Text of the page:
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No. 2

I “try things on” the piece.

Again, it’s nice to get a visual, so I’ll lay out paint swatches, hold up different hardware options.

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As soon as I tried on this hardware from my stash, I knew I wanted something similar for this cabinet.  The wooden knobs and label slots were great, but I think rows of apothecary-style pulls would take it to the next level.

 I found some that I liked from this seller on Etsy…

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No 3. 

I wait.

Sometimes it can take me months, even years, to make the decision to paint a piece.  Yes, paint can always be stripped or sanded off, but I would rather not go through that process if I can avoid it.  And I can easily avoid it.  So, I wait until I’m confident and I might continue to hit 1 & 2 to help me make up my mind.

There’s no need to rush into painting something I’m not sure about.

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I feel like going through these steps helps me make better decisions about how to finish a furniture piece.  Or, at least, if I’m making a bad decision I’m doing it with confidence!

It may seem like I take a brush to everything, but I’m much more strategic and intentional than that and I hope sharing this with you will help you make some of your own furniture painting (or not painting) decisions…

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Comments

  1. Celeste says:

    I rarely feel like suggesting whether you should or shouldn’t paint a piece, but a funny thing happened when I read this post. For a moment I thought you wanted to paint the dresser with the gorgeous burled wood and leaf pulls. For the first time I wanted to scream NO!. Well I re-read carefully and since you haven’t painted it, you probably don’t intend to. I was just surprised by my visceral reaction to the thought you were going to paint that dresser and I now understand better why people feel so passionately about a piece. Having said that, if you are waiting to decide on painting that dresser, contact me 😉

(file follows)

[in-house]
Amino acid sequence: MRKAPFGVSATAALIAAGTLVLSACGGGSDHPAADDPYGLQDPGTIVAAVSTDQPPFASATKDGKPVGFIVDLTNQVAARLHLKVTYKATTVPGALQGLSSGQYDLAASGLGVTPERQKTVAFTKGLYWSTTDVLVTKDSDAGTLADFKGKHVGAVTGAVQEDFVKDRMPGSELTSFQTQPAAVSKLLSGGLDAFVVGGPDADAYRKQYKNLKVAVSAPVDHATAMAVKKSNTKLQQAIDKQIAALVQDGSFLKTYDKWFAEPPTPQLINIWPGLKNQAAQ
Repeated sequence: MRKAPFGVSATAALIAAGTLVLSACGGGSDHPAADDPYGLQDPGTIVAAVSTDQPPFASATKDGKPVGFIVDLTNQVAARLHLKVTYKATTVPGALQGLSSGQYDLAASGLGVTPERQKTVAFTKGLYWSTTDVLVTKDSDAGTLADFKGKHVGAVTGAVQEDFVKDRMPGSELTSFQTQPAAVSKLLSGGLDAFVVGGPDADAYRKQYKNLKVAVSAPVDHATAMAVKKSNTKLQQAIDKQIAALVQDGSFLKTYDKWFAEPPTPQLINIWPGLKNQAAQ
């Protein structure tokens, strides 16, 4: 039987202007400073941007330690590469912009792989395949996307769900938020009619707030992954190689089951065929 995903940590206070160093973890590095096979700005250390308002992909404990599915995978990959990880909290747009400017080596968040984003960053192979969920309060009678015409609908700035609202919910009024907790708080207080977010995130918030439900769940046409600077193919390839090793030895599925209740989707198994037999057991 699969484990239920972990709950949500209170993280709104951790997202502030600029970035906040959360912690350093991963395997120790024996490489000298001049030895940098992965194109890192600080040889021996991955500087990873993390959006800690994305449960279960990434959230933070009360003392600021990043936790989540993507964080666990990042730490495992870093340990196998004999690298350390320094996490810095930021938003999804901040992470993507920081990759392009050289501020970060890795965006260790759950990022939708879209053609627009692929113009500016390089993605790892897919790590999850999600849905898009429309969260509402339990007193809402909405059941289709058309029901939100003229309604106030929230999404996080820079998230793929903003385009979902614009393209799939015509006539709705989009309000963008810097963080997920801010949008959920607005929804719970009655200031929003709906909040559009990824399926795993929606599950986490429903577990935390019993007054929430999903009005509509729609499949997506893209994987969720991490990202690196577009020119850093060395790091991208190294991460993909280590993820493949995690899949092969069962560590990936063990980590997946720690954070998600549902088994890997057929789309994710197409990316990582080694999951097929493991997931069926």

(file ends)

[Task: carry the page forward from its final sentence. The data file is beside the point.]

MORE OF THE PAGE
2. marylisa noyes says:

    If it were mine I would paint it. It’s not an heirloom piece, it’s quite worn. The reference pieces you posted cements it for me. Whatever you decide will be the right thing. Thanks for allowing us to weigh in….

  3. Beverley Leonie says:

    I have been wavering about a few pieces. I like your decision process and will apply it. I will check my Pinterest boards for inspiration. Thanks for another informative post.

  4. Love this post!!

  5. Naomi S. says:

    Yes, I vote for painting it, too. The examples of similar pieces I found very attractive and more distinctive somehow than yours looks unpainted. And those drawer pulls are gorgeous. I can just imagine how much more personality it will have when you are done with it. I think a nice mid-tone grey color, maybe. I know you have something similar in your milk paint collection.

  6. Ruth Fitzwater says: